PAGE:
Skip directly to search Skip directly to A to Z list Skip directly to site content
CDC Home

Current Trends Infant Mortality -- United States, 1988

In 1988, 38,910 infants less than 1 year of age died in the United States, 502 fewer than in 1987. The infant mortality rate of 10.0 infant deaths per 1000 live births was the lowest final rate ever recorded; the rate was 10.1 in 1987. This report summarizes final 1988 infant mortality data based on information from death certificates compiled by CDC's National Center for Health Statistics' Vital Statistics System (1) and compares findings with those for 1987.

In this report, cause-of-death statistics are based on the underlying cause of death* recorded on the death certificate by the attending physician, medical examiner, or coroner in a manner specified by the World Health Organization and endorsed by CDC.

In 1988, for white infants, the mortality rate was 8.5 per 1000 live births, compared with 8.6 in 1987; the rate for black infants was 17.6 per 1000 live births, compared with 17.9 in 1987.

From 1987 to 1988, the neonatal (infants less than 28 days of age) mortality rate declined from 6.5 to 6.3 deaths per 1000 live births. In 1988, the neonatal mortality rate for white infants was 5.4 per 1000 live births, compared with 5.5 in 1987; the rate for black infants was 11.7 per 1000 live births, compared with 11.5 in 1987.

The postneonatal (infants aged 28 days-11 months) mortality rate per 1000 live births in 1988 was 3.6 for the third consecutive year. In 1988, for white infants, the postneonatal mortality rate also remained the same as the previous 2 years (3.1 per 1000); for black infants, the rate was 6.2 per 1000, compared with 6.1 per 1000 in 1987.

The rank order of the 10 leading causes of infant death differed by race (Table 1). For white infants, the leading cause of death was congenital anomalies, accounting for 24.8% of all deaths among white infants. For black infants, the leading cause of death was sudden infant death syndrome (SIDS), accounting for 12.8% of all deaths among black infants. Four of the 10 leading causes accounted for 42.2% of the difference in infant mortality rates for black and white infants (disorders relating to short gestation and unspecified low birth weight, 17.9% of the difference; SIDS, 11.2%; respiratory distress syndrome, 7.9%; and newborn affected by maternal complications of pregnancy, 5.2%).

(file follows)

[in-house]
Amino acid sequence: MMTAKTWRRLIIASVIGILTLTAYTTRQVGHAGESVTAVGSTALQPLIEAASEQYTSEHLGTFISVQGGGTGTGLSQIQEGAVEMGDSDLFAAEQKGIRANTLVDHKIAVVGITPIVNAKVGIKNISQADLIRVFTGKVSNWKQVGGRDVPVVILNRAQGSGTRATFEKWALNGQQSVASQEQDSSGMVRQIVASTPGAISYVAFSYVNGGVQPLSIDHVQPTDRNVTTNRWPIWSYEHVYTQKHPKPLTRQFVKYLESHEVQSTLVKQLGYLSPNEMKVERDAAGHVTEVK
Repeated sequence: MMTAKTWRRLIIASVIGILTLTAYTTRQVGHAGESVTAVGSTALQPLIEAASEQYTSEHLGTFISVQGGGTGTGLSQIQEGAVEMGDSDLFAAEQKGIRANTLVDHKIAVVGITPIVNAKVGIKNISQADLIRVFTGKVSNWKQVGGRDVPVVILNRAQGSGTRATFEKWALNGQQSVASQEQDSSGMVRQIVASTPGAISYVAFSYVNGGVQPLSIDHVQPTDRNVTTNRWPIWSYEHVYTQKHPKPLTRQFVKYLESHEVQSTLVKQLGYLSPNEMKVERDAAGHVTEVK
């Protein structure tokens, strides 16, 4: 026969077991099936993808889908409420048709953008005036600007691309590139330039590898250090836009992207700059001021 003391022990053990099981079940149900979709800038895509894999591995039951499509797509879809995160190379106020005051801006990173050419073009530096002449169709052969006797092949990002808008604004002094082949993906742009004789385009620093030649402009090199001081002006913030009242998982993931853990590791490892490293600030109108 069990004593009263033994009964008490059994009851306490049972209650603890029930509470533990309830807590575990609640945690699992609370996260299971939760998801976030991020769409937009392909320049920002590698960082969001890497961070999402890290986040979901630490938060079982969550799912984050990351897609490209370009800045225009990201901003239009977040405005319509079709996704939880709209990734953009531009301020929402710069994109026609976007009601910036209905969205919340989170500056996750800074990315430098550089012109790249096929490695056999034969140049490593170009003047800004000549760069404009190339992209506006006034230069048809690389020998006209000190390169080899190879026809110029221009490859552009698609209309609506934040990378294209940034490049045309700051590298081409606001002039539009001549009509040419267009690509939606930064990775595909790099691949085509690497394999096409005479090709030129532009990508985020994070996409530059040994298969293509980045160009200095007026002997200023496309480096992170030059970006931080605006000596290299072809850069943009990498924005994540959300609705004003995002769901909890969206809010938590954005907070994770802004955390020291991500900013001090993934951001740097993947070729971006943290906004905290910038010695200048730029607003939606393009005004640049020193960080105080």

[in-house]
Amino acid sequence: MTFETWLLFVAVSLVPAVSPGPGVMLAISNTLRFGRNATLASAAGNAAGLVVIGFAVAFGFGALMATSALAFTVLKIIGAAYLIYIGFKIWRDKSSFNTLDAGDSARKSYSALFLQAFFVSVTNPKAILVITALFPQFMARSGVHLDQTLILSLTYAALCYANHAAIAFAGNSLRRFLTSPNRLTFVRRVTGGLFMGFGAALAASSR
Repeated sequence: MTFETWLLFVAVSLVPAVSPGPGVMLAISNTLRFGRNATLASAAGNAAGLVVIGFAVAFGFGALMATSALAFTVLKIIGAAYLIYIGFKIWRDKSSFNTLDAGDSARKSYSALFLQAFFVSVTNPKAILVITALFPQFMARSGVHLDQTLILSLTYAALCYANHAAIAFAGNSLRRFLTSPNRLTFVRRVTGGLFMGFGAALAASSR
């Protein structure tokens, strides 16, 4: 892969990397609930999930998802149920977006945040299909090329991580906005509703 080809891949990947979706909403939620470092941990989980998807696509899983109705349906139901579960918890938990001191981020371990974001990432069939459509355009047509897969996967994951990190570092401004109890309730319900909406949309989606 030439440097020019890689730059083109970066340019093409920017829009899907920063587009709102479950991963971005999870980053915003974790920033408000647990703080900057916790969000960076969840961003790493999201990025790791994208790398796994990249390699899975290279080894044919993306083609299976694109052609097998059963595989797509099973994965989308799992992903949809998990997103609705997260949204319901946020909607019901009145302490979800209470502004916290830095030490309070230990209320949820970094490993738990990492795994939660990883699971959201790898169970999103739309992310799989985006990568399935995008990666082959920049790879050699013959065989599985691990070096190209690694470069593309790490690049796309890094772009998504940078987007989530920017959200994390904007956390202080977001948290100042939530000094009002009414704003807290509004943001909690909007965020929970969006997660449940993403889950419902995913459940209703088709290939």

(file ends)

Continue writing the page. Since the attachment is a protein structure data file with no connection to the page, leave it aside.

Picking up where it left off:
The four leading causes of death accounted for 54.3% of all deaths among white infants and 45.3% of all deaths among black infants. Reported by: Div of Vital Statistics, National Center for Health Statistics, CDC.

Editorial Note

Editorial Note:Infant mortality is one of the most widely used general indices of health in the United States and other countries. The United States continues to have an infant mortality rate higher than that in many other developed countries.

The decrease in infant mortality has slowed for both white and black infants--since the late 1970s for white infants and since 1981 for black infants. Since 1960, neonatal mortality rates have decreased for both races, but the rate for white infants has declined faster than for black infants--an average annual decrease of 4% for white infants, compared with 3% for black infants. In contrast, from 1960 through 1988, the postneonatal rate decreased faster for black infants than for white infants--an average annual decrease of 3% for black infants and an average annual decrease of 2% for white infants.